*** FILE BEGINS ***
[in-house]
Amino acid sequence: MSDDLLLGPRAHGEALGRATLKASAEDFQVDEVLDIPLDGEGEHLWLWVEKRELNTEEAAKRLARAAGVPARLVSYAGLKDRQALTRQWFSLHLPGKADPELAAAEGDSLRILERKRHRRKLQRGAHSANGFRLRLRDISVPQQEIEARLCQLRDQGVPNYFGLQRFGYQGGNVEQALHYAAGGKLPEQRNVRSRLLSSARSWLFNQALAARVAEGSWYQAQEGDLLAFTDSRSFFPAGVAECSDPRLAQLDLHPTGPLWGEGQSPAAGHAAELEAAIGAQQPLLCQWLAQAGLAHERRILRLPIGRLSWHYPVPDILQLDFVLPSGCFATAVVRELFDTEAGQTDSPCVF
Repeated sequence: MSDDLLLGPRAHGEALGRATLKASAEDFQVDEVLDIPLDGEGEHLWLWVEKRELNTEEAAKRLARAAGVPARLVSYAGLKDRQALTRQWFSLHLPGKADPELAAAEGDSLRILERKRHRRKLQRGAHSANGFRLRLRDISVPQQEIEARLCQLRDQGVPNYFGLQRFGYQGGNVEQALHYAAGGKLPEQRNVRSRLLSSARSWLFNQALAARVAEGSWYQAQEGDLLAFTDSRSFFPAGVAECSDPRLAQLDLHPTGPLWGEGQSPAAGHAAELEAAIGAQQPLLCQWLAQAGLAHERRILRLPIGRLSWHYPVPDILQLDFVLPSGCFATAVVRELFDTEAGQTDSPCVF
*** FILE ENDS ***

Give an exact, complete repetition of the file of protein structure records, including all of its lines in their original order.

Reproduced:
[in-house]
Amino acid sequence: MSDDLLLGPRAHGEALGRATLKASAEDFQVDEVLDIPLDGEGEHLWLWVEKRELNTEEAAKRLARAAGVPARLVSYAGLKDRQALTRQWFSLHLPGKADPELAAAEGDSLRILERKRHRRKLQRGAHSANGFRLRLRDISVPQQEIEARLCQLRDQGVPNYFGLQRFGYQGGNVEQALHYAAGGKLPEQRNVRSRLLSSARSWLFNQALAARVAEGSWYQAQEGDLLAFTDSRSFFPAGVAECSDPRLAQLDLHPTGPLWGEGQSPAAGHAAELEAAIGAQQPLLCQWLAQAGLAHERRILRLPIGRLSWHYPVPDILQLDFVLPSGCFATAVVRELFDTEAGQTDSPCVF
Repeated sequence: MSDDLLLGPRAHGEALGRATLKASAEDFQVDEVLDIPLDGEGEHLWLWVEKRELNTEEAAKRLARAAGVPARLVSYAGLKDRQALTRQWFSLHLPGKADPELAAAEGDSLRILERKRHRRKLQRGAHSANGFRLRLRDISVPQQEIEARLCQLRDQGVPNYFGLQRFGYQGGNVEQALHYAAGGKLPEQRNVRSRLLSSARSWLFNQALAARVAEGSWYQAQEGDLLAFTDSRSFFPAGVAECSDPRLAQLDLHPTGPLWGEGQSPAAGHAAELEAAIGAQQPLLCQWLAQAGLAHERRILRLPIGRLSWHYPVPDILQLDFVLPSGCFATAVVRELFDTEAGQTDSPCVF